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It seems as if I have been involved in finance and money all my life. For 25 years I was an institutional trader and now for the last 15 years I have been focusing on helping everyday people to understand and cope with everyday financial issues. I have my own small Registered Investment Advisor firm in Connecticut focusing on discretionary money management .
The last several years have been difficult for many people as they have seen portfolios shrink or not grow. While not losing money can be viewed as a positive the loss of time in the accumulation phase will have consequences. Simply put, if you created a financial plan in 2000 and it projected a certain level of assets in 2010 and you are at the same level now that you were in 2000, you may be in trouble. While ten years of growth may have been lost it can be made up in a variety of ways.
When I sit down with a person to review their financial situation I employ a three prong approach.
The first step is to examine how much money is needed on a yearly basis taking into account the payment of income taxes. Next we calculate the income from “guaranteed sources” such as Social Security, pensions or part-time work. The difference is how much is needed from the portfolio. This exercise serves multiple purposes. It allows the client to examine expenses and look for an area that may be trimmed and it reframes the role of the portfolio. Often it is not the primary source of money and once people recognize that they often feel a bit better or reassured.
We then look at the portfolio in terms of construction versus the client’s goals and risk tolerance. They may notice that their portfolio has a certain amount of cash or stable short term investments to provide for the next 12-24 months worth of draw downs. It is important to have a portion of your portfolio available to use either for expenses or an emergency without having to liquidate other assets. One way of replenishing the cash is to have dividends and capital gains paid out as cash each year as opposed to reinvesting. The tax consequences are the same.
Next we look at allocation to fixed income and equities. Fixed income has been among the best asset classes over the last 10 years because interest rates have fallen and, when that happens, the underlying security price rises. It would be a mistake to think that fixed income will do as well in the coming decade but it is not an asset class that should be abandoned. Keep in mind that interest rate increases should be gradual and it is not likely that the rates will rocket upwards. Instead, when rates do rise it should be gradual and the higher interest rates should mitigate some of declines in asset values that will occur. Fixed income areas that should do better in a rising rate environment should include high quality Ginnie Mae securities, BBB/BB grade securities and bank loan funds. It is conceivable that US Treasury securities may perform worse than those mentioned.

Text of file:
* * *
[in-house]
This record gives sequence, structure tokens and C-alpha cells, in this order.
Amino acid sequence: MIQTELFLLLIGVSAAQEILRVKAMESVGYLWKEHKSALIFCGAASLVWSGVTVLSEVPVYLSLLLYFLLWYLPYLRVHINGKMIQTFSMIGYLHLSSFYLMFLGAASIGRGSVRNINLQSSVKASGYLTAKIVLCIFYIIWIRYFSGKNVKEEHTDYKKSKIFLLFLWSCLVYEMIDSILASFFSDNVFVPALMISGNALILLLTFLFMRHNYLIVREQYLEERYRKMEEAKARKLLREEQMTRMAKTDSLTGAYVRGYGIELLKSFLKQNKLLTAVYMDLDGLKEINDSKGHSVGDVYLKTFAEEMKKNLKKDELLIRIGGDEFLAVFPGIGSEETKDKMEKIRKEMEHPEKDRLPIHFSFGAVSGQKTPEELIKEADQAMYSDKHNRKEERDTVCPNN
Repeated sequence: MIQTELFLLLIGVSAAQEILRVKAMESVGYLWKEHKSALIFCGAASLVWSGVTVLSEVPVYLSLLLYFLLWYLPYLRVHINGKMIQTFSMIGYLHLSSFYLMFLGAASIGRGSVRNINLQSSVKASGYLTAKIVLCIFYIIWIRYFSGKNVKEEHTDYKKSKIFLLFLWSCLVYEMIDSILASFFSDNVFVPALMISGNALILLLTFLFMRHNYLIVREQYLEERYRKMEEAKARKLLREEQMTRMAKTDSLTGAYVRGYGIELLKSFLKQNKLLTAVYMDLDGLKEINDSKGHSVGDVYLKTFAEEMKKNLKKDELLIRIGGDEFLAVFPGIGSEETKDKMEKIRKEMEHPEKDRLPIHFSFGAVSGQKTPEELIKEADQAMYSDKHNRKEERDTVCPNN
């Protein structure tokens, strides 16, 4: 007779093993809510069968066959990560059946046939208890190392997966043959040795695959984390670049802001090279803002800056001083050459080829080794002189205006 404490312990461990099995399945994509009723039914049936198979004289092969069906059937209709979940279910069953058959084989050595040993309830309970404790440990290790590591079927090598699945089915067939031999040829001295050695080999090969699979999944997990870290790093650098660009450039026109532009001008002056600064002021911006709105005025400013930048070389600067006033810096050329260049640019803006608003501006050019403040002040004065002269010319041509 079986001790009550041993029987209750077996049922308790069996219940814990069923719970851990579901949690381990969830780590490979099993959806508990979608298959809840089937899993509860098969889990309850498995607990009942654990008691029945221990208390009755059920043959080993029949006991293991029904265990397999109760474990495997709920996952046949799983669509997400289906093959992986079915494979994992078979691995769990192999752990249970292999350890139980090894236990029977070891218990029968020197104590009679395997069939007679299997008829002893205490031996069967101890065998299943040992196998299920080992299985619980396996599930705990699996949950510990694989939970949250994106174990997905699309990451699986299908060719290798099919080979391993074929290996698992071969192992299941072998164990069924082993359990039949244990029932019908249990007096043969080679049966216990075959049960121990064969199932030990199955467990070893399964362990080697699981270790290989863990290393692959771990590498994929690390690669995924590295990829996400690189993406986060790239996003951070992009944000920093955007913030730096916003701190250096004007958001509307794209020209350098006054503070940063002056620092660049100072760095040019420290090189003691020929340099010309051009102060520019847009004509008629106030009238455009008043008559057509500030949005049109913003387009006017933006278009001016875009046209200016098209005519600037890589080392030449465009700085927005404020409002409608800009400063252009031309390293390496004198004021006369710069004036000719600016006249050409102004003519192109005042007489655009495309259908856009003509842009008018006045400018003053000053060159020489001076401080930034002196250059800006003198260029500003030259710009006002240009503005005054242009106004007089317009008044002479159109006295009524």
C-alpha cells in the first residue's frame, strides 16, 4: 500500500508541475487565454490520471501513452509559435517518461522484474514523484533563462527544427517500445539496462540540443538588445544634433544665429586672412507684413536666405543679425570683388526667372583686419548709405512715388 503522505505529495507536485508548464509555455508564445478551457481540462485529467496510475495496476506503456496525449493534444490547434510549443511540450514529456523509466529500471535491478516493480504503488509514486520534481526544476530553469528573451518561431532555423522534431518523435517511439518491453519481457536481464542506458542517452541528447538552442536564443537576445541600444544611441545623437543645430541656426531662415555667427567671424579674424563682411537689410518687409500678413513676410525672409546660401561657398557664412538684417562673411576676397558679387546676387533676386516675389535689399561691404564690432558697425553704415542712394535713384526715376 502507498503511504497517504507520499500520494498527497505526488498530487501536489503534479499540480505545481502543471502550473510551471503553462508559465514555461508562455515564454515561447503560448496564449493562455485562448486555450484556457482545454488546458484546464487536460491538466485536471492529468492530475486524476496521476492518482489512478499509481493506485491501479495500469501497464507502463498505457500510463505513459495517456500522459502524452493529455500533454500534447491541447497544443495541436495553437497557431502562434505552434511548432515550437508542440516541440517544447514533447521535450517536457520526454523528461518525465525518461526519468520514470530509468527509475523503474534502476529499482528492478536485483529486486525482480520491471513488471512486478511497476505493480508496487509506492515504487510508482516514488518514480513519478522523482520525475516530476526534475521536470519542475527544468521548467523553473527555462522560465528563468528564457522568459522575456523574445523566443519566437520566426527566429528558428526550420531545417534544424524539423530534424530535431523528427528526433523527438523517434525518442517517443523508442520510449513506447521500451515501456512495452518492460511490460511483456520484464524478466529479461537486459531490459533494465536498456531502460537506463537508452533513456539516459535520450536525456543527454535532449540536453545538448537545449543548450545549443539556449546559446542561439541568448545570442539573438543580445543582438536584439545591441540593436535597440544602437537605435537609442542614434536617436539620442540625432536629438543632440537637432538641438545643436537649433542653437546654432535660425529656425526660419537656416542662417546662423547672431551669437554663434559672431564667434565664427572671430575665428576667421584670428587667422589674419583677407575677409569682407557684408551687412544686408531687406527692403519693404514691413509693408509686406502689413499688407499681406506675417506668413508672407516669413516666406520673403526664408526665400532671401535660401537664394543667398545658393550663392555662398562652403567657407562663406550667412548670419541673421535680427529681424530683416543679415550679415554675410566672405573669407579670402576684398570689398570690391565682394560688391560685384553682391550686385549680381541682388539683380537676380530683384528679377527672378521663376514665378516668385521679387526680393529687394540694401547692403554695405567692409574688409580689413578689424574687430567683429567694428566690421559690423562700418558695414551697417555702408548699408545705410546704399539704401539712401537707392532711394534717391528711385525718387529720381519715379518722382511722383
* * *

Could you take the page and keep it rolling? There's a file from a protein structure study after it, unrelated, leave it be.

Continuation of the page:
Despite a rather flat decade for many of the equity averages, theory says that we need equities for growth and possibly income. There has been an increase in the number of mutual funds/ETFs that are focused on stocks that pay dividends or have a history or increasing dividends. Companies that pay dividends tend to be in the larger, to be a bit more mature and established.
REITs, or Real Estate Investment Trusts, are also entities that pay good dividends. By law 95% of a REIT’s profit must be distributed to shareholders.
Overseas markets cannot be ignored. Europe and Asia are well developed economies that are producers and consumers. China, Latin America and India are among areas that are both producers and have rapidly rising consumer profiles that are indicative of equity growth and a portion of a portfolio has to be devoted to those segments.
It is important that a portfolio contain exposure to cash, fixed income and equities in an appropriate mix to help you meet your goal. It is also important to recognize that all investing entails some risk and that needs to be balanced against your goals.